In an attempt to explain why I'm mildly obsessed with drawing from photos of folks who comprise the socio-economic-proto-cultural strata known as "High Society" - a small sampling seen below - here's an excerpt of an essay I wrote a few years ago about my adventures as a suburban paperboy. (I know, I'm as guilty as anyone of shying away from too much written substance - emitting the inward groan as a response to the idea of reading anything more than a paragraph when there are videos of cats attacking babies to watch. Cats. Attacking babies for goddsake!) But if you're a voracious consumer of the written word this shouldn't take up too much of your time - please enjoy, or just look at the pictures, that'd be fine too.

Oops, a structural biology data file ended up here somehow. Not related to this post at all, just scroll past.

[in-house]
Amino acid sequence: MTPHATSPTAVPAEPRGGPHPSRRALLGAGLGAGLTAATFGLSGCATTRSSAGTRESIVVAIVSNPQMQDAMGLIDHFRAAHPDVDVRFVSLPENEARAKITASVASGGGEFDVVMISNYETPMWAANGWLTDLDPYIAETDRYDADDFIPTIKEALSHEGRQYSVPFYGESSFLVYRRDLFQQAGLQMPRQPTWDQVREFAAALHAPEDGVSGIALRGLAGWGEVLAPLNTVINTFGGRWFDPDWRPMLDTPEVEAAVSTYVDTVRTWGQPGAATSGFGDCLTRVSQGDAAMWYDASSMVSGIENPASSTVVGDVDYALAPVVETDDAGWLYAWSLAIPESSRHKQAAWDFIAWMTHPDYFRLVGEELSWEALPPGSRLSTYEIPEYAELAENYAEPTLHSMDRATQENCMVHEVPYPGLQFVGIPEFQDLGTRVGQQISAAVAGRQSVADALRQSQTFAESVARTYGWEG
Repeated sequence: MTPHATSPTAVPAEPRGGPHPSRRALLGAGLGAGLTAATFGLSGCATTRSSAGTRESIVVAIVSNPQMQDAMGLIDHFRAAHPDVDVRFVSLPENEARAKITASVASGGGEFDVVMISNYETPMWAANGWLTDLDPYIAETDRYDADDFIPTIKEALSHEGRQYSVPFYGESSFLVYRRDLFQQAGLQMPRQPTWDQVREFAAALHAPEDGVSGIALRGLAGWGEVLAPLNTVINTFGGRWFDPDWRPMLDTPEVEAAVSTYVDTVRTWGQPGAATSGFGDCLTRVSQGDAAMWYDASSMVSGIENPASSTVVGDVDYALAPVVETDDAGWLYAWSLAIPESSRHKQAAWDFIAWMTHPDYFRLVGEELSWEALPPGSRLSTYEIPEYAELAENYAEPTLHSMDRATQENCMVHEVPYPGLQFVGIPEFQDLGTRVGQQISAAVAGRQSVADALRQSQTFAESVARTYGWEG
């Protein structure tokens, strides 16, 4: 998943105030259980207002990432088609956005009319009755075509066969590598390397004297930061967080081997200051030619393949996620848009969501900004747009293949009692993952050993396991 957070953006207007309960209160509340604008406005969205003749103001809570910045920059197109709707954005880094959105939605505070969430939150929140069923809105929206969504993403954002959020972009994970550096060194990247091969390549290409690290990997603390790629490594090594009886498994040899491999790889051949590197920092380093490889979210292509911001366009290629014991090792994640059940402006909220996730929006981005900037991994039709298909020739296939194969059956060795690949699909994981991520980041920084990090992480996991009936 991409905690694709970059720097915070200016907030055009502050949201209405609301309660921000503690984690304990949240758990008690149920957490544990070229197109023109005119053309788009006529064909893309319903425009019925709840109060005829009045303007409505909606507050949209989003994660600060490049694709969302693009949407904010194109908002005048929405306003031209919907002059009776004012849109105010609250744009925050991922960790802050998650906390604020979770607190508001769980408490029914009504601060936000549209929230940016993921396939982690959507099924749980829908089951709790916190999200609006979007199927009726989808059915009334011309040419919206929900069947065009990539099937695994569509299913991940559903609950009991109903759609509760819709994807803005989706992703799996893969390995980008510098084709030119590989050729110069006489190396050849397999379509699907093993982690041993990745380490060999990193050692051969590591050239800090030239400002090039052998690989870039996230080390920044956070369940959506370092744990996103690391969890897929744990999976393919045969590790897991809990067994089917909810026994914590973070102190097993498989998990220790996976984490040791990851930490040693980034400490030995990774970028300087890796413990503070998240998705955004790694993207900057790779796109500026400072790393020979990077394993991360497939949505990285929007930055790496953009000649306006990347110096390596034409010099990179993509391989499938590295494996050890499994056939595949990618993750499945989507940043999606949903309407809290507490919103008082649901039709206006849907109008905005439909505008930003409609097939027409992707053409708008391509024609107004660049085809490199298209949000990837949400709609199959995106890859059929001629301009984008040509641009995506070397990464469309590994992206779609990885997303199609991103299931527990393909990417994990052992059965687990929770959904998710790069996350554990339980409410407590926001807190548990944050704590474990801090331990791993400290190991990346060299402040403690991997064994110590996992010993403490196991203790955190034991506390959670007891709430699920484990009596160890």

Growing up in a prosperous suburb of a major metropolitan center meant I didn’t get to live in the actual Big City but still benefited from some of the cultural table scraps. I was close enough geographically that the Big City’s ripples gently jarred my little suburban boat and defined my journey in ways that were subtle yet undeniable.
The city I lived in was San Jose, but since it still had one big boot mired in agriculture it wasn’t yet considered much of an urban reality - it was still considered a suburb of the nearby Big City, San Francisco. San Jose had a downtown of it’s own, with a courthouse and banks and various office buildings, but it still had the dusty patina of a farm town center. It was still the Santa Clara Valley, The Valley of Heart’s Delight, and the drowsy downtown was appropriately small and low key in scale. It would still be a couple of decades before it was affixed with the insidious Silicon Valley moniker.
San Jose had it’s own legitimate newspapers, the Mercury in the morning - which my parents read religiously - and the News in the afternoon, which nobody I knew personally would admit to reading. My family had always read a paper in the morning the way God intended, and that meant the News was never considered.